Great deal by KPN. They take yet another pain in the buttocks of the market. Instead of competing they can now cooperate and at leas for a while accelerate the roll out of FTTH. A joint attack on Cable? What really interests me is why 41%? Does Regge fall above or below accounting treshholds? Could it be that this is a way for KPN to do FTTH in certain areas without having to show it in the books? Could it be a ploy to invest in FTTH without hurting the stock price too much? (Depending on what the contract looks like it could be a loan shaped like a deal where KPN agrees to buy the network at a price when it has reached a certain size/profitability)
An interesting question is how cable will react. If it can react at all. Two years ago 3 cable companies were bought by private equity for 5.2 billion euro or 1500 per sub. This company Ziggo (used to be Zesko) has about half the market another sizeable chunck going to UPC. For 2007 they reported a 274 million loss (mostly due to 450 million interest payments). If KPN attacks with both technology and excellent product management, than these cable companies might find themselves outwitted. At the moment I don't think KPN will be content just to sit around and do nothing, but this might all change when a large enough piece of the market has been cornered.
What I find interesting for KPN as well is that it is in an excellent position to use this deal for both fixed as well as wireless networks. Their 3G and 4G network could just be plugged on top of this investment, leveraging the fibre assets, something none of its competitors can do at the moment.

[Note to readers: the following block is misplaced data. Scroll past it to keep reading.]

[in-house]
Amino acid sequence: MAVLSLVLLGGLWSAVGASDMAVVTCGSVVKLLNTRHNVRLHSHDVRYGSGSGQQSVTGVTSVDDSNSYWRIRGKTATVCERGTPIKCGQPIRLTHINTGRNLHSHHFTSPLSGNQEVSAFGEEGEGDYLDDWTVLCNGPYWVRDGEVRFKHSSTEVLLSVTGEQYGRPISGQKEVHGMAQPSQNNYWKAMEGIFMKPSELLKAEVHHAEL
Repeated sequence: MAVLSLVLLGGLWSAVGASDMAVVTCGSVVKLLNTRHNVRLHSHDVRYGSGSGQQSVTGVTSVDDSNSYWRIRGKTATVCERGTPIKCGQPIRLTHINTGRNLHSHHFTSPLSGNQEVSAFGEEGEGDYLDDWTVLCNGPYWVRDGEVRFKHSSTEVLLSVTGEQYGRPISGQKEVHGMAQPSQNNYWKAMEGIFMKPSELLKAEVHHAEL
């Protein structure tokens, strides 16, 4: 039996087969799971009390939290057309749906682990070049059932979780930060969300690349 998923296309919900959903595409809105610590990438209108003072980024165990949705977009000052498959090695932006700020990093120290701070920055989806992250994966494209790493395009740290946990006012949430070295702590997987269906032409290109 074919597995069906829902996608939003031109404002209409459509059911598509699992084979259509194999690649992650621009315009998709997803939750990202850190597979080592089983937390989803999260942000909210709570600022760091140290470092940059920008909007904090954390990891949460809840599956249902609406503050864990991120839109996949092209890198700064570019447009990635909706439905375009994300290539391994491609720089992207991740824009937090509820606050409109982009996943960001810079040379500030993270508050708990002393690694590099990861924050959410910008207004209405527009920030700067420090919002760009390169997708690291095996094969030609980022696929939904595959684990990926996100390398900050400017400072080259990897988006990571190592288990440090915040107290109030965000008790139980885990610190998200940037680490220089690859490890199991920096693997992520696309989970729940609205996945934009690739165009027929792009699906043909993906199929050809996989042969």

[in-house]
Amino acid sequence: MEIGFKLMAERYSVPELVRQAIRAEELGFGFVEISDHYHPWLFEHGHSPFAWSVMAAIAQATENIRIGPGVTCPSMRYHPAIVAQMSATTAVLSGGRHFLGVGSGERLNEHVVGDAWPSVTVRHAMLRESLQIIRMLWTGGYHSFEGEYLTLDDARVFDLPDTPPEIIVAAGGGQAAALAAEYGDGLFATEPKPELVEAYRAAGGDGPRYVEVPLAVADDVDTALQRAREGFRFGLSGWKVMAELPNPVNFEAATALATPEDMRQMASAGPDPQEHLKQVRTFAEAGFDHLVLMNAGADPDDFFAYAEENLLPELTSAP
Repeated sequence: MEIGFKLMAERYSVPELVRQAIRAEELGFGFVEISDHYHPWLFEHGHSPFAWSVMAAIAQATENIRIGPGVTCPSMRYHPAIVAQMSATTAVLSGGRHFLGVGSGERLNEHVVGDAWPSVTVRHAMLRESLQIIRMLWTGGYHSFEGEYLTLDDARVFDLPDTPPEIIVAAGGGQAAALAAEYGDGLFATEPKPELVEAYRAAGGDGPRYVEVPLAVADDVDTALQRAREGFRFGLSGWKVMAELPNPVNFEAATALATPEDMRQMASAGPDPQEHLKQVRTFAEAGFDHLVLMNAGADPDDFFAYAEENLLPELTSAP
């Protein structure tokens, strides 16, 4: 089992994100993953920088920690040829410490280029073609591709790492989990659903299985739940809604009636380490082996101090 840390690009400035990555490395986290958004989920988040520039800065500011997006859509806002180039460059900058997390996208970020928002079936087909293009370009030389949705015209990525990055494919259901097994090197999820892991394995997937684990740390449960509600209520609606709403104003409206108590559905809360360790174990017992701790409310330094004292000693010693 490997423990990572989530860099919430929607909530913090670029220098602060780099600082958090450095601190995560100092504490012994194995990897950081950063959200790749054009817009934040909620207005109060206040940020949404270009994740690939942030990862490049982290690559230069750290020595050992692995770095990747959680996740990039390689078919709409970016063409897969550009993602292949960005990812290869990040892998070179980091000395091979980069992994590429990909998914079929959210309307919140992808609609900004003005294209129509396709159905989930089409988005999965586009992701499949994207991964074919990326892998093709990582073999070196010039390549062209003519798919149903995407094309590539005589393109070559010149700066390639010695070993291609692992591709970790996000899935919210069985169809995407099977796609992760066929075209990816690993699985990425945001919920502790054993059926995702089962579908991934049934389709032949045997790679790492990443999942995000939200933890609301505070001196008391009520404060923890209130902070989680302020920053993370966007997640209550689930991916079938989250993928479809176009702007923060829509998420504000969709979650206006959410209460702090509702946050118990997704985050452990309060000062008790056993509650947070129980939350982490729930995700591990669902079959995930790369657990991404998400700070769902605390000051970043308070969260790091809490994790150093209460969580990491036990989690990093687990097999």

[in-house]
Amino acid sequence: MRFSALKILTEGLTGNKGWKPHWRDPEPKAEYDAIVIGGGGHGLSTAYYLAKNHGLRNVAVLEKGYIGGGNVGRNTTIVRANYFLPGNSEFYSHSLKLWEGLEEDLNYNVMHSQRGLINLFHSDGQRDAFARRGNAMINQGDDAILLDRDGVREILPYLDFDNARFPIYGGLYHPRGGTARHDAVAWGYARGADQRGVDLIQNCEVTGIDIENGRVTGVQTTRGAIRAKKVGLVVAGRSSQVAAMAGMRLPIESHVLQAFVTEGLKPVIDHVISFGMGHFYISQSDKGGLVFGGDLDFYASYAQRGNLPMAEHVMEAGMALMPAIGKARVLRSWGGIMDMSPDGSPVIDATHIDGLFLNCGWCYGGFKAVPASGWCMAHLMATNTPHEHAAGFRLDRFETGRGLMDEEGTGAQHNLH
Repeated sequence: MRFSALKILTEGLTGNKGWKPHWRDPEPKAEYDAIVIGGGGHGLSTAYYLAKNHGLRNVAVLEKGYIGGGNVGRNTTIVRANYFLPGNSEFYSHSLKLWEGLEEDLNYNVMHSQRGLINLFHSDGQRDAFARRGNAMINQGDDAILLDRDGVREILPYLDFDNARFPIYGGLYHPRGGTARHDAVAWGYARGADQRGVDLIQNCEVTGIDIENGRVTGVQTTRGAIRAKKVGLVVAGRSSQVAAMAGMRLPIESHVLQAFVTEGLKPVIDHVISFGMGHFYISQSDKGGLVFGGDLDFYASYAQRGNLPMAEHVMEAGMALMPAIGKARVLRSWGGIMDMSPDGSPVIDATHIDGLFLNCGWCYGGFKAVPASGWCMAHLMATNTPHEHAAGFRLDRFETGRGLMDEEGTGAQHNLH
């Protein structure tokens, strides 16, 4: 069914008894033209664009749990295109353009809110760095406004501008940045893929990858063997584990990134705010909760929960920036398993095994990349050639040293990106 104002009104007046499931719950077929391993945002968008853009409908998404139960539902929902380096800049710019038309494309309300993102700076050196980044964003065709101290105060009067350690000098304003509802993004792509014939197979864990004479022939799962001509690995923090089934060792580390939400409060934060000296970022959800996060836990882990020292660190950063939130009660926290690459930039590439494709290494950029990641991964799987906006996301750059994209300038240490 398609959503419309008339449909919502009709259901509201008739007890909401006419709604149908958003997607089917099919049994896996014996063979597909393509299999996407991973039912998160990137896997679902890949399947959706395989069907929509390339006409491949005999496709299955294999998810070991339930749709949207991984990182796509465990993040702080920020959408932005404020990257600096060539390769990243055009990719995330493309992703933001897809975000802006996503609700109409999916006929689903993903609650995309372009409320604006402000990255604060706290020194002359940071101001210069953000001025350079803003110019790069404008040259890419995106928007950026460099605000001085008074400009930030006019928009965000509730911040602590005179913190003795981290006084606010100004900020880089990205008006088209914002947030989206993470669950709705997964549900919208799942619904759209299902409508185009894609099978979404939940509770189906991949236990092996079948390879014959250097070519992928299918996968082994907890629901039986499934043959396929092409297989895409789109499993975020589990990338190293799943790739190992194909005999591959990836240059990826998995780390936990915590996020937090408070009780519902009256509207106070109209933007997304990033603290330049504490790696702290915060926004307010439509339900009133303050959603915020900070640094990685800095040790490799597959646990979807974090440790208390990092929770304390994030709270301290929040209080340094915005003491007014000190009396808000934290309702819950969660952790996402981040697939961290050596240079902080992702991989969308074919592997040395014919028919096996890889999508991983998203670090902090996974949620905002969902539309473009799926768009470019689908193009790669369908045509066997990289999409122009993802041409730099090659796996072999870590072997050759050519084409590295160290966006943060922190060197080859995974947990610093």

For the backhaul market this is also an interesting deal. Regge owns Eurofiber, which had sizeable fiber assets throughout the country on backhaul routes, selling mostly dark fibre (or purple fiber) I know quite a bit of companies that bought Eurofiber to get rid of KPN. Eurofiber's new (nick)name may be KPN Fiber Wholesale. UPDATE I should have read the press release better, Eurofiber is explicitely excluded from the deal.
For the regulator this will be a tough deal to look at. There are multiple angles to look at this deal. One could say that three competing infrastructures is not a viable option anyways. One could say that this doesn't really change anything to the current competitive landscape as Reggefiber currently is mostly a story, an element in business plans or an investor in the background and only very locally a real force to reckon with. So if the NMA or OPTA sais no and Regge sais that they won't invest anymore than nothing has changed. Another option may be to split of Eurofiber and some other assets. Not allowing the investment is also an option, but does that also mean projects like Almere are not allowed? In a changing industry this would go to far.